Four professors at the UNC-Chapel Hill School of Social Work have been named among the country’s most prominent social work scholars, according to a recent study published in the journal Research on Social Work Practice.
Distinguished Professors Sheryl Zimmerman, Mark Fraser, Gary Bowen, and Matthew Howard were recognized among the top 40 academics whose scholarly contributions are having a “high impact” addressing social and health issues within the social work profession and across the diverse disciplines that encompass their respective areas of focus. The study examined faculty of social work programs across the country who are fellows of the American Academy of Social Work and Social Welfare (AASWSW), the Society for Social Work and Research (SSWR), or both.
Among all universities that appear in the study’s rankings, UNC-Chapel Hill, Columbia University and Washington University in St. Louis tied for first with the most faculty members identified as high impact scholars. Among public schools of social work that appeared in the rankings, UNC ranked first.
Dean Jack M. Richman praised his colleagues, all of whom, he noted, have made significant contributions by developing innovative social and health programs that address some of this country’s most pressing problems in the areas of aging, at-risk youth, substance use and family violence.
“Sheryl Zimmerman, Mark Fraser, Gary Bowen, and Matthew Howard are among the most productive social work scholars in the world, not only because they offer practitioners and policymakers new knowledge regarding effective social, health, and educational programs but also because they teach our students and mentor our junior faculty members,” Richman said. “I am incredibly proud of their work and that they each continue to contribute greatly to both the School and the University community. We are fortunate to have them as our colleagues.”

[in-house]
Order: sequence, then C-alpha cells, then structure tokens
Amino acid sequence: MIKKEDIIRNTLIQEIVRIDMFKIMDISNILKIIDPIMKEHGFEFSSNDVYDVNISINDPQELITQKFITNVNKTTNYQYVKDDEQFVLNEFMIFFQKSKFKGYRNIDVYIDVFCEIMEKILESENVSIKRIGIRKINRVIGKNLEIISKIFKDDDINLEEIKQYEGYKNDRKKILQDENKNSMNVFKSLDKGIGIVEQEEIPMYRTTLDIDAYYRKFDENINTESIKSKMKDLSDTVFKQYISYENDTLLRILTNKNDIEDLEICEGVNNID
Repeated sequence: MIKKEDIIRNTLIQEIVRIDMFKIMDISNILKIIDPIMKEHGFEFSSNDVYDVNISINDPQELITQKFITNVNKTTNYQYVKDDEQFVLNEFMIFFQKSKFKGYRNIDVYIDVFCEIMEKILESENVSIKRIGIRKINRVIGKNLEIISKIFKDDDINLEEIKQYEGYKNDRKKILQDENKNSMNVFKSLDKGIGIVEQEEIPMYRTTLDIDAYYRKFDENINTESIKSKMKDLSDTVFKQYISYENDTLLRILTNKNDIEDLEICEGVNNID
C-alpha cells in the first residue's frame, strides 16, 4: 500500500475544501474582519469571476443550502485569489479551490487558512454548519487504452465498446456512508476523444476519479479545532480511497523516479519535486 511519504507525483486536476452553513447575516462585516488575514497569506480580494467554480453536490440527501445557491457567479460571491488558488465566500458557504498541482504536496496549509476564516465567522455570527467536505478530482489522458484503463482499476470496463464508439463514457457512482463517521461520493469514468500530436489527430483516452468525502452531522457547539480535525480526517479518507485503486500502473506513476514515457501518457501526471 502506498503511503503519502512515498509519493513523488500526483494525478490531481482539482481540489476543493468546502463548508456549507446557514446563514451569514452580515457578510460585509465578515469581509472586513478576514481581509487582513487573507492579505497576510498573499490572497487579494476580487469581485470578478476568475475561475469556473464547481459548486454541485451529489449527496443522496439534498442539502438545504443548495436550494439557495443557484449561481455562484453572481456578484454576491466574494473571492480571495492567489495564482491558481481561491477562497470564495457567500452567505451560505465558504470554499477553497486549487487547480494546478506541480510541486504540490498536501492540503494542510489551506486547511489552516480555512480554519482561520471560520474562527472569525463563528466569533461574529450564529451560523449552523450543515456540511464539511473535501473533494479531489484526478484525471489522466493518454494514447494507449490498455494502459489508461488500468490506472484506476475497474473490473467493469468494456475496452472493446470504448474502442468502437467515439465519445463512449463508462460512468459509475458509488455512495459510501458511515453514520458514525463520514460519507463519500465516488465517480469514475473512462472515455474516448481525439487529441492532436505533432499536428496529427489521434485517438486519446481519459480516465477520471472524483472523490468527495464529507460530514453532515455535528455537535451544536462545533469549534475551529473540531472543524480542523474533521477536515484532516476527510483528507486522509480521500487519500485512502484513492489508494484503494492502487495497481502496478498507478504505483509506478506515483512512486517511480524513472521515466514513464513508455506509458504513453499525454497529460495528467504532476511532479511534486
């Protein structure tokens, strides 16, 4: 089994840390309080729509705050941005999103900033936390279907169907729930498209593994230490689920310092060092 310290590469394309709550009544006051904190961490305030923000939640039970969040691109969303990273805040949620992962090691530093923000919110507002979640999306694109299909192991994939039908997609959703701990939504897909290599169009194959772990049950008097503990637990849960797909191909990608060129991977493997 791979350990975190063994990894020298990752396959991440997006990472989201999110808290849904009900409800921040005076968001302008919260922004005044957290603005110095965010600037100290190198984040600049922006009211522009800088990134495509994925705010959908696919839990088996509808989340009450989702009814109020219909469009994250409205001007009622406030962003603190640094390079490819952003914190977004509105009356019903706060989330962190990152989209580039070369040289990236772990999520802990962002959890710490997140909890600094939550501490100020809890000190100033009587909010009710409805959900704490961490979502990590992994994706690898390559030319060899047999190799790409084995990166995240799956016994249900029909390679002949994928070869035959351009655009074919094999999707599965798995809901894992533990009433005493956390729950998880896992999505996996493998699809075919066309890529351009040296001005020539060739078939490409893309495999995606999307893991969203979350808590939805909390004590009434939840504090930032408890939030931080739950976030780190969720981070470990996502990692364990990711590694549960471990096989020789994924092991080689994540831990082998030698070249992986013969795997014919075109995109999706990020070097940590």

In the study, fellows were ranked based on their scientific impact, which was assessed in two ways: by use of the h-index, a cumulative measure of scholarly productivity and the m-index, which adjusts the h-index for career length to distinguish the impact of early career scholars. Ultimately, these metrics provide a way of determining if scholarly work—including peer-reviewed articles, books, published speeches, policy briefs, and other written work—is being read by others and the extent to which a scholar’s work is helping to shape the knowledge of social problems, programs, and policies.
Of the top 40 fellows ranked according to h-index:
- Zimmerman, the University Kenan Flagler Bingham Distinguished Professor and associate dean for doctoral education, ranked 7th based on an h-index value of 56 (meaning Zimmerman has published 56 articles, each of which has been cited at least 56 times in other literature)
- Fraser, the John A. Tate Distinguished Professor for Children in Need, tied for 15th with an h-index value of 41
- Bowen, a University Kenan Distinguished Professor, tied for 21st with an h-index value of 38 and
- Howard, the Frank A. Daniels Distinguished Professor for Human Services Policy Information, tied for 32nd with an h-index value of 35.
Of the top 40 fellows assessed according to the m-index: Zimmerman ranked 13th and Fraser and Howard tied for 34th. Roderick Rose, a research assistant professor who has worked closely with UNC School of Social Work faculty on various research projects, tied for 23rd.
“Our School continues to be ranked among the best in the nation because these scholars are among a group of faculty, staff and students who are committed to improving lives and building futures,” Richman said. “Through teaching, research and public service, we are determined to make a difference.”